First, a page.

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Recent Empirical Examples and Theoretical Extensions

Abstract

A number of elections have already been analyzed to try to ascertain the probable effects of approval voting: the 1980 New Hampshire presidential primaries (Section 1.3); the 1976 House Majority Leader contest (Chapter 4); the 1959 Boston mayoral race (Section 6.6); and the 1970 United States Senate election in New York (Section 7.5), in which we also looked at possible polling effects. In this chapter, we shall examine what seems almost a reprise of the Senate race in New York, ten years later, and then turn our attention to presidential elections. We shall report on a reconstruction of the first of two recent three-way presidential elections (1968), reserving the second (1980) for a more detailed statistical analysis in Chapter 9.

Keywords

Nash Equilibrium Presidential Election Vote System Approval Vote Electoral College 
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Footnotes to Chapter 8

  1. 1.
    Gerald De Maio and Douglas Muzzio, “The 1980 Elections and Approval Voting,” Presidential Studies Quarterly 9,3 (Summer 1981), 341–363.Google Scholar
  2. 2.
    Quoted in Irvin Molotsky, “Javits Says He Would Consider Any Offer of 1. a Position if Reagan Sought Him,” New York Times, November 14, 1980, p. Bl.Google Scholar
  3. 3.
    Material in this section is based in part on Steven J. Brams and Peter C. Fishburn, “Approval Voting,” American Political Science Review 72,3 (September 1978), 840–842; S. J. Brams, The Presidential Election Game (New Haven: Yale University Press, 1978), pp. 221–228; and S. J. Brams, Comparison Voting, Innovative Instructional Unit (Washington, DC: American Political Science Association, 1978), pp. 51–66, which will appear in slightly revised form in Modules in Applied Mathematics: Political and Related Models, Vol. 2, edited by Steven J. Brams, William F. Lucas, and Philip D. Straffin, Jr. (New York: Springer-Verlag, 1982). However, we also report on studies published since the aforementioned work was done.Google Scholar
  4. 4.
    John Kellett and Kenneth Mott, “Presidential Primaries: Measuring Popular Choice,” Polity 9,4 (Summer 1977), 528–537. Similar results were found for gubernatorial primaries held in New Jersey in June 1981, in which the average voter would have approved of 2.1 candidates. See Steven J. Brams, Arnold Urken, George Sharrard, and Douglas Muzzio, “Results of Exit Poll of New Jersey Voters in Democratic and Republican Gubernatorial Primaries, June 2, 1981” (press release, June 17, 1981).CrossRefGoogle Scholar
  5. 5.
    William R. Keech and Donald R. Matthews, The Party’s Choice (Washington, DC: Brookings Institution, 1976), p. 212.Google Scholar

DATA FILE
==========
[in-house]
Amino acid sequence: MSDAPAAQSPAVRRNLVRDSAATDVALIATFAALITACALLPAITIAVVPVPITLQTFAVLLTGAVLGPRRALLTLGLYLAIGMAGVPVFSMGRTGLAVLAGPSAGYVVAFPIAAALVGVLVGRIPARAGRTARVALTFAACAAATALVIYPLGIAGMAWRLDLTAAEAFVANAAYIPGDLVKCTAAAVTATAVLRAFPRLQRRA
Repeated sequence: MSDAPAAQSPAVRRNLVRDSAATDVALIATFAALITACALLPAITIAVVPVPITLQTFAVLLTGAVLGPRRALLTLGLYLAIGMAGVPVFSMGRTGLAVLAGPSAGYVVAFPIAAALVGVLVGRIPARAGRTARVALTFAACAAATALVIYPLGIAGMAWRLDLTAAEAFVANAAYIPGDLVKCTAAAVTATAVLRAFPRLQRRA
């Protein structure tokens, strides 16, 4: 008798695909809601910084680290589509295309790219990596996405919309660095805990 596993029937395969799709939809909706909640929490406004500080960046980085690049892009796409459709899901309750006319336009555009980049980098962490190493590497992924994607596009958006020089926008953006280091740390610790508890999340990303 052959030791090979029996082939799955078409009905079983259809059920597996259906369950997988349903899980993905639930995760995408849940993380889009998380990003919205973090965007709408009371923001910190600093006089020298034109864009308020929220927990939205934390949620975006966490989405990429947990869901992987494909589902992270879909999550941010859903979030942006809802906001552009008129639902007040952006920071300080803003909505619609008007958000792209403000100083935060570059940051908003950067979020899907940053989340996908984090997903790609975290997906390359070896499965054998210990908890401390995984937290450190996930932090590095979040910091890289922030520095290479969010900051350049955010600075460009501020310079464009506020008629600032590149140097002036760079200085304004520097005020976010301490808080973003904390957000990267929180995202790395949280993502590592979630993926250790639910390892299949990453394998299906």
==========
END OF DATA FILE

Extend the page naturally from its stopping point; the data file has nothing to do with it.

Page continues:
6. 6.
    Richard A. Joslyn, “The Impact of Decision Rules in Multi-Candidate Campaigns: The Case of the 1972 Democratic Presidential Nomination,” Public Choice 25 (Spring 1976), 1–18. The effects of different rules for allocating delegates in the 1972 Democratic presidential primaries (winner-take-all, proportional, and districted) is explored in James I. Lengle and Byron Shafer, “Primary Rules, Political Power, and Social Change,” American Political Science Review 70, 1 (March 1976), 25–40; Louis Maisel and Gerald J. Lieberman, “The Impact of Electoral Rules on Primary Elections: The Democratic Presidential Primaries in 1976,” in The Impact of the Electoral Process, edited by Louis Maisel and Joseph Cooper (Beverly Hills, CA: Sage, 1977), pp. 39–80; and Thomas H. Hammond, “Another Look at the Role of ‘The Rules’ in the 1972 Democratic Presidential Primaries,” Western Political Quarterly 33, 1 (March 1980), 50–72. The effects of allocating delegates in presidential primaries, based on approval votes rather than plurality votes, has not been studied. A potential problem, which Philip D. Straffin, Jr., pointed out to S. J. Brams in conversation in 1980, is that candidates would find it in their interest to set up temporary Doppelgängers to run, who would pick up essentially the same approval votes as they would. Then, after the Doppelgängers dropped out, a candidate would presumably inherit their delegate votes, gaining an edge over candidates without Doppelgängers. This would be a clever strategy but, we think, would soon become so transparent that it would undermine the attractiveness of the Doppelgdngers, and maybe the candidate himself who set them up. With a high risk of backfiring, we doubt such a strategy would be tried.CrossRefGoogle Scholar
  7. 7.
    Samuel Merrill, III, “Strategic Decisions under One-Stage Multi-Candidate Voting Systems,” Public Choice 36,1 (1981), 127, Table 1.CrossRefGoogle Scholar